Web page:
From 2020, all new police officers in England and Wales must have a degree. Writing anonymously, Nick, a police constable, tells how the decision has been received.
In the summer between my second and third years at university, I applied to join the police. Having worked in an office as part of my management degree, I’d decided that I wanted a job that involved working with people but didn’t involve sitting at a computer screen all day. Little did I know what the police would look like 16 years down the line.
At the time, graduates weren’t as common in the police force as they now are – currently about 30 per cent of new recruits have an undergraduate degree – and I was encouraged to apply via the Accelerated Promotion Scheme for Graduates.
I didn’t have any particular promotion aspirations; I did it because it was the path I was pointed towards. The process was rigorous, with essays to write, presentations to give and several interviews with very senior officers and civil servants. I dipped at the final hurdle, and ended up getting in through the normal police application route. With hindsight that was probably a good thing as I would have been back behind a computer screen rather quickly.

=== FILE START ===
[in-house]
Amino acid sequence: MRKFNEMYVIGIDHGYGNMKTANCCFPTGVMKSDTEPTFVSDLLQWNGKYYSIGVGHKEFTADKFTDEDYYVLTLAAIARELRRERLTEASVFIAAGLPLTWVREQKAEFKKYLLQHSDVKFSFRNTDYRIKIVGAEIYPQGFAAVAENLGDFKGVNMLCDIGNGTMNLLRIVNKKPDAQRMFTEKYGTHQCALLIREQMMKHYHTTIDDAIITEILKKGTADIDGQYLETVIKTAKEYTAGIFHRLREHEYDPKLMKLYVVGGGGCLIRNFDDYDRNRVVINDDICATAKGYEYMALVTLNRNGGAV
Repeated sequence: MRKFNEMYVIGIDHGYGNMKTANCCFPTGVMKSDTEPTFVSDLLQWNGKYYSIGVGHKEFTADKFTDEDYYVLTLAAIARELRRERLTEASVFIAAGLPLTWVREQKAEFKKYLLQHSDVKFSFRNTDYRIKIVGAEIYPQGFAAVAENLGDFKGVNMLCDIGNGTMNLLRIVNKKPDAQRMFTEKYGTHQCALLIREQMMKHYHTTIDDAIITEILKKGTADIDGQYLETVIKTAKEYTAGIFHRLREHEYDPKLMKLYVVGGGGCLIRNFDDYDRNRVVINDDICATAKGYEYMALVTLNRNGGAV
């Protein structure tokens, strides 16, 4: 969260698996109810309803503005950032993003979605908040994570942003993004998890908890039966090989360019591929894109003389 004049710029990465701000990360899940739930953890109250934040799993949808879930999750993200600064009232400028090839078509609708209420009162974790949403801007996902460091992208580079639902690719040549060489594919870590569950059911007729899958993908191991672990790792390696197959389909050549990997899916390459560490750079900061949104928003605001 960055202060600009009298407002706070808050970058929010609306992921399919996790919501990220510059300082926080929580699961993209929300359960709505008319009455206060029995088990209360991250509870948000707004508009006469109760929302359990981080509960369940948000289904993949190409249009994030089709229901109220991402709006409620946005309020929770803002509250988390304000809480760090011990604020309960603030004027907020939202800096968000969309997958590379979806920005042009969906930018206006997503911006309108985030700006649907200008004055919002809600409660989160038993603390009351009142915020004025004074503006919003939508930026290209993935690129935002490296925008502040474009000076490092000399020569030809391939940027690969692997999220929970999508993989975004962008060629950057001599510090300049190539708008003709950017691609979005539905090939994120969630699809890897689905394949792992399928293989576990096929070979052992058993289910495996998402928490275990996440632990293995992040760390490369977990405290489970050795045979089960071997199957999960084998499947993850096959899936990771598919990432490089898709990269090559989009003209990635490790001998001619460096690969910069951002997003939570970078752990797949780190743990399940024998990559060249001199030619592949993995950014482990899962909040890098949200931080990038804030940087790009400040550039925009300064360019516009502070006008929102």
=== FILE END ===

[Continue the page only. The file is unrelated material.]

Was my management degree necessary to be a police officer? Definitely not
My first posting was to a former mill and pit town that had struggled to recover from the loss of both industries. Unemployment was high, and consequently so were acquisitive and violent crime.
I had to learn how to talk to people simply and effectively, with fewer of the long words and “padding out” needed in essays; and I had to learn when talking wasn’t working and I was going to need to use force, preferably before the person I was speaking to got the first blow in. Our police station had two computers and all paperwork was handwritten.
Being able to talk to people and build a rapport with victims and criminals alike, learn the back streets of your area, know which thieves use which methods to break into people’s houses and cars, and how to best tackle someone with a knife in the days before stab vests and Taser, were all core policing skills, none of which required any academic ability, and none of which could really be taught in a classroom.
Were the skills I learned at university useful? Definitely
As technology crept into the police force, I was often hunted down and told I was going to be responsible for teaching my colleagues to use this system or that, and for submitting applications for funding or writing press releases because I was “good with words”. It wasn't just the admin, either; as crime changed, I found I was being asked to make applications for communications data (such as mobile phone records) or for bank records, and, even as a uniformed PC, to investigate frauds and technology-related offences.
What were unusual crimes 15 years ago are now routine – harassment via the internet, online grooming, and fraudsters and other criminals hiding behind a web of companies. Virtually every criminal, from robbers to drug dealers, uses a mobile phone, usually of increasing sophistication and inevitably a source of data useful to an investigation.